The Friday Roundup is a weekly feature that offers a look at news, archive, and worthwhile links around the web on the study of War and Society. Have a great Labour Day Weekend!!!


100 Years War British Service Records

The availability of war service records, particularly online, is often restricted to the Wars of the 20th Century. It is possible to even find some 19th century war records such as the Napoleonic Wars. This is the first time that a medieval warfare database has been digitized. The information includes the area of service (ex. man at arms) as well as some disease and casualty records. The detail is incredible and opens up a whole new realm of understanding of the makeup of the British soldiers who fought in the 100 years war, even at the famed Battle of Agincourt. Anyone who is interested in researching this conflict or the men who fought in it will find this site an invaluable asset.


JTF 2 Canadian Special Forces make Rare Public Demonstration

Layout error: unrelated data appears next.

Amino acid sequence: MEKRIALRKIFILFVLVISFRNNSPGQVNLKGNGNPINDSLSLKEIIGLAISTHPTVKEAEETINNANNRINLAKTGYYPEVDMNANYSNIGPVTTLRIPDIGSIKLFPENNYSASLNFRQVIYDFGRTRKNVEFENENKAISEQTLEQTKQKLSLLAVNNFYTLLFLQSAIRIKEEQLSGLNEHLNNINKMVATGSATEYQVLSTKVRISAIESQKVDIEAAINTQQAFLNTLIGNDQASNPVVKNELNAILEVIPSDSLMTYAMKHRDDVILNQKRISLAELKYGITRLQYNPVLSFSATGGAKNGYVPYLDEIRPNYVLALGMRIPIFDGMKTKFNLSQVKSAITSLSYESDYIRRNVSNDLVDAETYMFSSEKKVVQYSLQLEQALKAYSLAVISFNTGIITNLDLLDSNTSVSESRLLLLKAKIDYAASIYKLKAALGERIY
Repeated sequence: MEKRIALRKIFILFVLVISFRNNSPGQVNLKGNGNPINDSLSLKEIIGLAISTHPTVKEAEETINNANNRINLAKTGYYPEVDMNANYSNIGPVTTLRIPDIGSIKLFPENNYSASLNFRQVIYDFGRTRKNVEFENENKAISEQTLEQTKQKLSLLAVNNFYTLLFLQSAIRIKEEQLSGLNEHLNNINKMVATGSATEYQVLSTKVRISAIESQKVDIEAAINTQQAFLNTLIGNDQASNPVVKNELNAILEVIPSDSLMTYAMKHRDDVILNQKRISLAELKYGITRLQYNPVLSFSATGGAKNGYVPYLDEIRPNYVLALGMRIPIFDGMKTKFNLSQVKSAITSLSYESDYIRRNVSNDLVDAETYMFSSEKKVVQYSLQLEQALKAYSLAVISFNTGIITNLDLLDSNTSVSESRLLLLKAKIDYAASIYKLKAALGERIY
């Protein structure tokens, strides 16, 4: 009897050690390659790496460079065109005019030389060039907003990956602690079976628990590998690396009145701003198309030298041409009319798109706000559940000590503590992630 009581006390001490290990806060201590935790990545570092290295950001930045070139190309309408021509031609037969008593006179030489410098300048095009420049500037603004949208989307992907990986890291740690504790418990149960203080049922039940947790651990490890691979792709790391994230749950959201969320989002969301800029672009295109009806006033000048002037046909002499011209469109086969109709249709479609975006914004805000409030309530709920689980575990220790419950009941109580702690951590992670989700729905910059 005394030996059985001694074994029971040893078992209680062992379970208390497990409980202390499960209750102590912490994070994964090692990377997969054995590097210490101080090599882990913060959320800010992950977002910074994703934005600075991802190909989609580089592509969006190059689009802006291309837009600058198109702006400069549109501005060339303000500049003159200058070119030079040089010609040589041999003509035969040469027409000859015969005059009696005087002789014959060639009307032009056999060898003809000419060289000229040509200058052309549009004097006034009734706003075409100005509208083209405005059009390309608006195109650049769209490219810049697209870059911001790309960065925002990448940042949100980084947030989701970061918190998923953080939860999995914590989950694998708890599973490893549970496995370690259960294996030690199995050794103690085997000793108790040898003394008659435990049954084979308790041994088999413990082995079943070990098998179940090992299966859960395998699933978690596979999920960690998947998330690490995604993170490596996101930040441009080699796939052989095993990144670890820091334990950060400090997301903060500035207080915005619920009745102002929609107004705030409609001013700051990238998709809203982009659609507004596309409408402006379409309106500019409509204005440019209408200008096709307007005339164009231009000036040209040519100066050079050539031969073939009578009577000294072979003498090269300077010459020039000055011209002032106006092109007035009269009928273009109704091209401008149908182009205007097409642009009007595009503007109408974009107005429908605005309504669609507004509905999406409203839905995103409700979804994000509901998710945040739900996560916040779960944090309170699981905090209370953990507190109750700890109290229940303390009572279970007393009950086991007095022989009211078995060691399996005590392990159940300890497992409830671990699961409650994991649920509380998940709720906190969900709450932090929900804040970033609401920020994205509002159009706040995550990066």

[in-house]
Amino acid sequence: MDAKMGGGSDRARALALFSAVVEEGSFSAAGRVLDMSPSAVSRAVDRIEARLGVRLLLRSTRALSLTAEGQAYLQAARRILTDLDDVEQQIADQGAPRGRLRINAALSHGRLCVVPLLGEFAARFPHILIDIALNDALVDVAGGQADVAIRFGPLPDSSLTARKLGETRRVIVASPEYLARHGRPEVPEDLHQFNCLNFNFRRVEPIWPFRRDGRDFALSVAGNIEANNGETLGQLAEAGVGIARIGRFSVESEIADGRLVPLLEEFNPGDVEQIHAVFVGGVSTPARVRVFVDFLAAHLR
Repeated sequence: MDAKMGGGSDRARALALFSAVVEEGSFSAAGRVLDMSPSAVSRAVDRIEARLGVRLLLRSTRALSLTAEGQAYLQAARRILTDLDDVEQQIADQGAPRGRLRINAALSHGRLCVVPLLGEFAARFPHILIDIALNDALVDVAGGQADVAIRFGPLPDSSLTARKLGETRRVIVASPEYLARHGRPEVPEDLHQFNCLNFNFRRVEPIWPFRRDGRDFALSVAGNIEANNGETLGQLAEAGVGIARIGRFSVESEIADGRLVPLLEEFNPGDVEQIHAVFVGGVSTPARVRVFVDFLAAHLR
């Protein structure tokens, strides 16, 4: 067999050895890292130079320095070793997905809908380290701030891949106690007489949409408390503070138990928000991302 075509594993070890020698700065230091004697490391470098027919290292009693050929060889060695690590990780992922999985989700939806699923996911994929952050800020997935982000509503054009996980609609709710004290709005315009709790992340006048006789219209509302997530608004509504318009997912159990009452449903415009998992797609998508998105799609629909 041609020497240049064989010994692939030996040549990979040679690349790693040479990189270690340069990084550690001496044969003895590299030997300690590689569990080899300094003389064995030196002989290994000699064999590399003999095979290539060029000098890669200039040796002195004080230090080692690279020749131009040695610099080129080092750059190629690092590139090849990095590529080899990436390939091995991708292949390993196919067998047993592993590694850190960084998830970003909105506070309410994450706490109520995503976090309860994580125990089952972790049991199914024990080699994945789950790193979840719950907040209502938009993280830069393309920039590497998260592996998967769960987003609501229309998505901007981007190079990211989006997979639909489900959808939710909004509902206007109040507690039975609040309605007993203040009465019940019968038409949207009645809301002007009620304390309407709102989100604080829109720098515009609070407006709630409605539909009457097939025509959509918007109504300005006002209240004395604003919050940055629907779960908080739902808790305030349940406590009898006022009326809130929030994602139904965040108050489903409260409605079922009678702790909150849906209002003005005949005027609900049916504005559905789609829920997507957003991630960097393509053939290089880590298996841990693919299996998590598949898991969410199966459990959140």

The elite Canadian Special Forces team JTF 2 made a rare appearance this week after making public an exercise that was performed in tandem with the Canadian Coast Guard. Prime Minister Harper was on hand to observe and hopes that the public appearance will showcase to Canada and the world the elite counter-terrorism forces at Canada’s disposal. Typically the special forces in Canada operate in almost complete secrecy, something radically different from the very public face of other country’s special forces, such as the British SAS or the US Navy Seals. Will JTF 2 see the same cultural fame in Canada as these other special forces have appearing in video games and tv programs? Probably not, but certainly Canadians may begin to see more of its top performing soldiers in the future.

General Interests

War of 1812 Quiz

A recent study has shown that Canadians are largely unaware of the War of 1812 itself, much less having knowledge of any particular details about the war. This online quiz has two levels of difficulty. One is for general information which would be taught in a school classroom and a more challenging one for those who consider themselves well informed on the subject. See if you fall into the category of Canadians who are largely in the dark on the history of the War of 1812 or if you are one of the few who do not need Harper’s bad nationalistic advertisements to inform you on Canadian history.